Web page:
- - Thursday, February 4, 2016

ANALYSIS/OPINION:

I have always believed the people of Iowa to generally be good-natured, decent individuals who make up the heartland of America. That image has sustained a hard hit with the stunning and sad selection of Republican candidates Sen. Ted Cruz and Donald Trump as front-runners in the Iowa presidential caucuses.

Although the finish of the top two contenders was forecast by polls, I did not want to believe that it would happen, hoping that when the ‘browsing’ stage was over, the voters would not act recklessly. It is particularly tragic that evangelicals could offer widespread support for those with fatal character flaws, individuals who act in a manner which is anything but godly.

Mr. Cruz and Mr. Trump represent the forces of anger, hatred, intolerance, and the scapegoating of immigrants, gay people and minorities. Additionally, Mr. Trump is known as one who commands attention and headlines by crudely and coarsely insulting anyone who dares to cross him.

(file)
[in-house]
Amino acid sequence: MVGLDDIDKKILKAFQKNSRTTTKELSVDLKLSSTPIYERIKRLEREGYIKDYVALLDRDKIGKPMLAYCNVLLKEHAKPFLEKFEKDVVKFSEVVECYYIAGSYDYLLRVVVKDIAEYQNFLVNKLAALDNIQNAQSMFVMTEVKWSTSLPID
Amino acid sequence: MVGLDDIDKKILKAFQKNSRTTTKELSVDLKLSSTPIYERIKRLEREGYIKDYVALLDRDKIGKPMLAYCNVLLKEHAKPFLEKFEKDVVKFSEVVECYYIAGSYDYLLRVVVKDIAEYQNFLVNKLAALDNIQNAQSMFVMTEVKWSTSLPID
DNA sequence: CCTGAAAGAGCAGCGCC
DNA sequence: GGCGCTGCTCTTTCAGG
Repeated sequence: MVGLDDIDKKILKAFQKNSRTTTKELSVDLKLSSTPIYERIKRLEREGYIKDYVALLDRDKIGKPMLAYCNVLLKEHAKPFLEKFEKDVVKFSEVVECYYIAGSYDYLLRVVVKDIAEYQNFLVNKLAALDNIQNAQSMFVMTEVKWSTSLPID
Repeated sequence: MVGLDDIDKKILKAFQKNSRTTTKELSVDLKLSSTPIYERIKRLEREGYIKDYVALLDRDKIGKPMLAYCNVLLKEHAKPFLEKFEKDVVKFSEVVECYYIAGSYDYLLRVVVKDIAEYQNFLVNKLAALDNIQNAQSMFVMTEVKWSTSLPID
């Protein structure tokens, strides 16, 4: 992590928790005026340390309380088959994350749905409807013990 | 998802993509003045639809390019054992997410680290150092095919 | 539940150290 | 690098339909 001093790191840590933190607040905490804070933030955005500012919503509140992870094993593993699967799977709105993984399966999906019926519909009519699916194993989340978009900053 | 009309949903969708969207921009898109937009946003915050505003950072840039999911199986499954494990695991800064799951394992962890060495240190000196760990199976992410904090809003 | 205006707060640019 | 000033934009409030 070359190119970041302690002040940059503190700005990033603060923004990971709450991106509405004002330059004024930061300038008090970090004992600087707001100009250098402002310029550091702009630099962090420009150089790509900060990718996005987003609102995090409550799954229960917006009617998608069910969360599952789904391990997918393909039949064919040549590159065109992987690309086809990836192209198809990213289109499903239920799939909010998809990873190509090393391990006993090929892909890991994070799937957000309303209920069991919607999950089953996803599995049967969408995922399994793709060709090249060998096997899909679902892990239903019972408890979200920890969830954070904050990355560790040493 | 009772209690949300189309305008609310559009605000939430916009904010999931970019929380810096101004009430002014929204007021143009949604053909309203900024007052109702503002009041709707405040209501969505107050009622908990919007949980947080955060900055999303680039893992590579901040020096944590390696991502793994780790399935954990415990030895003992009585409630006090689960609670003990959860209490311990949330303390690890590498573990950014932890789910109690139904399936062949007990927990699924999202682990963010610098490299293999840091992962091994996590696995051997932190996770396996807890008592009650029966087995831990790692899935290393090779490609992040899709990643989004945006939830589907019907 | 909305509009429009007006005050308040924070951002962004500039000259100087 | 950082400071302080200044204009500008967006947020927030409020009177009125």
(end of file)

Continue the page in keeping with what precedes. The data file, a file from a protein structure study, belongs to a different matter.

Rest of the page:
Contender John Kasich, the experienced, accomplished, dignified and cheerful individual in the race who might be able to save the Republican Party from itself, finished in eighth place in Iowa, taking in a paltry 1.9 percent of the vote. It would appear that in this, the era of rage, someone in Mr. Kasich’s mold does not stand a chance of bringing his talent and skill in governance back to the national stage.

I would ordinarily be inclined to vote for a third-party candidate for president, but if this year’s contest finds Hillary Rodham Clinton facing an extremist Republican, I will rally to her side and cast my ballot for her with the hope that America will not become a laughingstock of the world.

Donald Trump likes to refer to his many foes as “losers.” America would be the greatest loser of all if it were foolish enough to place Mr. Trump in the Oval Office.

OREN M. SPIEGLER

Upper Saint Clair, Pa.

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